London and Toronto-listed Eco Atlantic and its partners have chartered a rig to drill a much-awaited exploration well in mid-2022 in South Africa's Orange basin.
This frontier basin has become one of the world's hot exploration plays following the recent successes of TotalEnergies' and Shell's huge Venus and Graff oil discoveries offshore Namibia.
According to Eco Atlantic - which is set to assume operatorship of block 2B - the asset partners have signed a contract with Island Drilling to deploy its Island Innovator semi-submersible for the Gazania-1 probe.
Located in shallow water, the Gazania prospect is estimated to hold potential resources of about 350 million barrels.
The block partners are Africa Energy, with a 27.5% stake, Panoro on 12.5% and Crown Energy which has an indirect 10% interest.
Eco Atlantic is due to become operator and hold a 50% stake once its acquisition of current operator Azinam wraps up later this year.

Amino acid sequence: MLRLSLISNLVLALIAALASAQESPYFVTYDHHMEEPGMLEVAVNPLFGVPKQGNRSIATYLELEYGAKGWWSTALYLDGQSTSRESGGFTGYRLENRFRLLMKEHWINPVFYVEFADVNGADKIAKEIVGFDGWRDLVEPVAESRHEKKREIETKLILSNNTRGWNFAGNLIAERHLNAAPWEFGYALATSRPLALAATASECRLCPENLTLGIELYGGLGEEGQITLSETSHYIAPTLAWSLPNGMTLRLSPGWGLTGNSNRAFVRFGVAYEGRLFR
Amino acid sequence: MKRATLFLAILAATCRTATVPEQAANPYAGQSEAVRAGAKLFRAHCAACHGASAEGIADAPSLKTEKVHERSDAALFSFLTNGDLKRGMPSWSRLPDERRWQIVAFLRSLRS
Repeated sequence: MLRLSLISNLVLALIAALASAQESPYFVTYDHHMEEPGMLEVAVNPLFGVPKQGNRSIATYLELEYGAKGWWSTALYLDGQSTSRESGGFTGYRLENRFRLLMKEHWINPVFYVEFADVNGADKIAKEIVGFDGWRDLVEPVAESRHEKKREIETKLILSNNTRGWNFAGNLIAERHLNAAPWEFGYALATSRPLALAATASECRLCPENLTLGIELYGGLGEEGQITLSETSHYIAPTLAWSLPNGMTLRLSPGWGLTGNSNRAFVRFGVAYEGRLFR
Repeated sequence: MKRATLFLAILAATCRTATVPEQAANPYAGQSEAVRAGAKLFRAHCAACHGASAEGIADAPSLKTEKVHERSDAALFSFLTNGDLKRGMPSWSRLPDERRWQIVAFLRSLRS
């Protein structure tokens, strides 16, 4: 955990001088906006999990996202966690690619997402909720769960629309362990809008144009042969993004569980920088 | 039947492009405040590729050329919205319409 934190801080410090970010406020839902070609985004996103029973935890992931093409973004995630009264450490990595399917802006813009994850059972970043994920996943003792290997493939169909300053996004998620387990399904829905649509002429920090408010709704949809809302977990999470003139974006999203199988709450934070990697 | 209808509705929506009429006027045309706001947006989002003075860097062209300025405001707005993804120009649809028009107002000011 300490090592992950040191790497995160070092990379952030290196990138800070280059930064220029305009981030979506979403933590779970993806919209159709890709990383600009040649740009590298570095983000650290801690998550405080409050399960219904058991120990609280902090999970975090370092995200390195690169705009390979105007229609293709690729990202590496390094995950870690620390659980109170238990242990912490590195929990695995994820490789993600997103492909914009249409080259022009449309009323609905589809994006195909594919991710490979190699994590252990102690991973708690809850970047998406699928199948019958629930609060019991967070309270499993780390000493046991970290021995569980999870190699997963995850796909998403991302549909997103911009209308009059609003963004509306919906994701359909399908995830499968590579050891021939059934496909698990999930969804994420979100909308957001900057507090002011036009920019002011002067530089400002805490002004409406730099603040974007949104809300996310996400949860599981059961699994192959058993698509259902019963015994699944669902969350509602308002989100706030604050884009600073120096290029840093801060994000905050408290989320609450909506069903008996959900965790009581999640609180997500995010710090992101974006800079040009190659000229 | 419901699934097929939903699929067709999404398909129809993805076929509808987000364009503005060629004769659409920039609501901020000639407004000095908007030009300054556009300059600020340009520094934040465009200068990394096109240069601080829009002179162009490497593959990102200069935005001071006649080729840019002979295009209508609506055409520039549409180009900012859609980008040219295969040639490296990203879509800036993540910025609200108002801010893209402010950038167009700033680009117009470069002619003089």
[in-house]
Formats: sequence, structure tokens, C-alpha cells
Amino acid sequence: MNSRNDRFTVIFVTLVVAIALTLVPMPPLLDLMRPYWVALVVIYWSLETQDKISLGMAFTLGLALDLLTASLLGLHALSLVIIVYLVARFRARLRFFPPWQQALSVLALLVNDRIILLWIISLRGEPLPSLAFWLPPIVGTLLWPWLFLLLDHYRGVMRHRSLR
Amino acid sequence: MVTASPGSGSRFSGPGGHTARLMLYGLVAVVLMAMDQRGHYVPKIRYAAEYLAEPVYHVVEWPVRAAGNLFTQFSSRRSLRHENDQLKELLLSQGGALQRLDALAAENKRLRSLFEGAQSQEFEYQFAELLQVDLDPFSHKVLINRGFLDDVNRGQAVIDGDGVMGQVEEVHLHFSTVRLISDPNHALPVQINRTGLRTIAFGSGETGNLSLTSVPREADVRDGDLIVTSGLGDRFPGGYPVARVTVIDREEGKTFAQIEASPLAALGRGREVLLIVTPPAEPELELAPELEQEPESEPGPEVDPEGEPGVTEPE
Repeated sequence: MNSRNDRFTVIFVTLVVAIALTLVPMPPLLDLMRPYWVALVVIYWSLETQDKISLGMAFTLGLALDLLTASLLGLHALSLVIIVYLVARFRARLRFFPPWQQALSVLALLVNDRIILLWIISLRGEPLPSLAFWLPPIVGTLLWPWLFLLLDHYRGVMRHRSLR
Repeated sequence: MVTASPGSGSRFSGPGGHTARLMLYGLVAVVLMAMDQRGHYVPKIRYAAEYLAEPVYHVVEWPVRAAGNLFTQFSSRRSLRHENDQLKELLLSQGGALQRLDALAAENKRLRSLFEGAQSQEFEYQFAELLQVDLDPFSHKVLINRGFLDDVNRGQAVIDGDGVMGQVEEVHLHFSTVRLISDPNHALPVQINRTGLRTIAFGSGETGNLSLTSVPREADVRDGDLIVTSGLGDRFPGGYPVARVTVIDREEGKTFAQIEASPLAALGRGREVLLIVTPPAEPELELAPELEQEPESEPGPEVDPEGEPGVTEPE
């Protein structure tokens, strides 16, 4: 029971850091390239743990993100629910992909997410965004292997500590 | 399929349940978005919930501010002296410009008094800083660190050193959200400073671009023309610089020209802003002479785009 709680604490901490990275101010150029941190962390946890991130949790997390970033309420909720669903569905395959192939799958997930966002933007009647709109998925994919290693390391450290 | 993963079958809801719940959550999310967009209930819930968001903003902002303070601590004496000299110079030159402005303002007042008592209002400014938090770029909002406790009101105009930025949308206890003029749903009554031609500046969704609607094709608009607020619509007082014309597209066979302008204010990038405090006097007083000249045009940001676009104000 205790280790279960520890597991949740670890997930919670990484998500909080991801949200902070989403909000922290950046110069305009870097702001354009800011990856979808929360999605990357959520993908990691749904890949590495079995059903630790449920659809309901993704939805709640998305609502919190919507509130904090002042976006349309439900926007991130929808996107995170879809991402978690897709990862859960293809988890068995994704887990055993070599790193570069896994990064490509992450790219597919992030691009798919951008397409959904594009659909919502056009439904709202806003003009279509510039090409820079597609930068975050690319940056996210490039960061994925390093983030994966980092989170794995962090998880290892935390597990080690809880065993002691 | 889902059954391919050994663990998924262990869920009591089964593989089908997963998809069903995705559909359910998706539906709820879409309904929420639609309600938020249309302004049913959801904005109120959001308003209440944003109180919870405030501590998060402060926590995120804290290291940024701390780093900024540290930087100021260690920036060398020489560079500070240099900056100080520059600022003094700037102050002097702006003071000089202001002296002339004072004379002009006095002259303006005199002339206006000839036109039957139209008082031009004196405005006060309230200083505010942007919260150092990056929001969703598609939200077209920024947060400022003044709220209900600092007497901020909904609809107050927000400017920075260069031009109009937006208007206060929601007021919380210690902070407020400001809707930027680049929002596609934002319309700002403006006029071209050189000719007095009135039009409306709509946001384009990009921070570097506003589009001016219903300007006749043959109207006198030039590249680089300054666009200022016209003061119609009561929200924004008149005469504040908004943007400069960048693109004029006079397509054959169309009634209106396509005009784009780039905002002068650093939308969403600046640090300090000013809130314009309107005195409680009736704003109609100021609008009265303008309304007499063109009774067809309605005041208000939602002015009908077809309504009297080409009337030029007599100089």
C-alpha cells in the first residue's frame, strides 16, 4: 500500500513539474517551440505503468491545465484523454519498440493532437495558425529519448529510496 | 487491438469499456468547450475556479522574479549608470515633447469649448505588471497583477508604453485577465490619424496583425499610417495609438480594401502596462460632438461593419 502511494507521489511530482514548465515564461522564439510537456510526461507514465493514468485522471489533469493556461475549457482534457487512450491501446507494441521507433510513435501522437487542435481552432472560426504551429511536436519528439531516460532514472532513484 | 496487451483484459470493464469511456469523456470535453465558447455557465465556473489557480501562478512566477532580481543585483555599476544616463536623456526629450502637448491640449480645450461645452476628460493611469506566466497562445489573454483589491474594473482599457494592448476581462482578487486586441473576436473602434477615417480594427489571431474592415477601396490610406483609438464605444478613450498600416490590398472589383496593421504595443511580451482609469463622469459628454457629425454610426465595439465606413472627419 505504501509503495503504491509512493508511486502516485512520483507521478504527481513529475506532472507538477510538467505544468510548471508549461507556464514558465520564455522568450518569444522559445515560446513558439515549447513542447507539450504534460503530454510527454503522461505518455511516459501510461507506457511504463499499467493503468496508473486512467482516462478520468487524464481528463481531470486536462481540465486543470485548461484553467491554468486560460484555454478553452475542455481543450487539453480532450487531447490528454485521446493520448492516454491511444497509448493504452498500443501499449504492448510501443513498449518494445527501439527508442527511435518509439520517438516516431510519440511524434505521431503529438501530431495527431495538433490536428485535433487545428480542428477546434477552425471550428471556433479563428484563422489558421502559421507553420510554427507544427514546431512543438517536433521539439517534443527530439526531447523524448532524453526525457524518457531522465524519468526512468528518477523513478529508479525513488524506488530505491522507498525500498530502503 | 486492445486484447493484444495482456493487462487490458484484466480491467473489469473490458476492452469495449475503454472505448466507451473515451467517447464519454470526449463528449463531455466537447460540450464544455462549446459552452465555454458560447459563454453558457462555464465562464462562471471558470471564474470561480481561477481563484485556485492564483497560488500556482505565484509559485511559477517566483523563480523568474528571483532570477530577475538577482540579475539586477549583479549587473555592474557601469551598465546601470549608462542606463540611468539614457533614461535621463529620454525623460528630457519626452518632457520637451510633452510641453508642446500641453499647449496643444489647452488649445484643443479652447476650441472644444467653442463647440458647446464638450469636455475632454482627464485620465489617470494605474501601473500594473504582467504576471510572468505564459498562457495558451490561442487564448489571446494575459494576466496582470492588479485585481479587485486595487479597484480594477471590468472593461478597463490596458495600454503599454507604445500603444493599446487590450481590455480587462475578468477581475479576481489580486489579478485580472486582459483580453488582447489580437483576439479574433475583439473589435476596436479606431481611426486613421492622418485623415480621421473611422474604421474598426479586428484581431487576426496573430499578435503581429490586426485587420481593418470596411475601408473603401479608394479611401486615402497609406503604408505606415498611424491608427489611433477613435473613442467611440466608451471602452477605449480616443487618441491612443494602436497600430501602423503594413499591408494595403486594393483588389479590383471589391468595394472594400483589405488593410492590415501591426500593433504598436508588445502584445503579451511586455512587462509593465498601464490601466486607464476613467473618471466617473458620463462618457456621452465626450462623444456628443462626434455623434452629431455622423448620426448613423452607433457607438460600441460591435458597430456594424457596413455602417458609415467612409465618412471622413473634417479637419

Colin Kinley, co-founder and chief operating officer of Eco Atlantic said: "We are planning for mobilisation of the rig in late August and to spud shortly after arrival," with Africa Energy stating the rig will spud the well by October.
Garrett Soden, Africa Energy chief executive, said: "The block has significant contingent and prospective resources in shallow water close to shore and includes the A-J1 discovery from 1988 that flowed light sweet crude oil to surface."
Gazania-1, he explained, will target two large prospects seven kilometers up-dip from A-J1 in the same basin as Venus and Graff.
Block 2B covers about 3000 square kilometers in water depths ranging from 50 to 200 metres.
The A-J1 borehole hit thick reservoir sandstones between 2985 and 3350 metres, and flowed 191 barrels per day of 36-degree API oil from a 10-metre sandstone interval at about 3250 metres.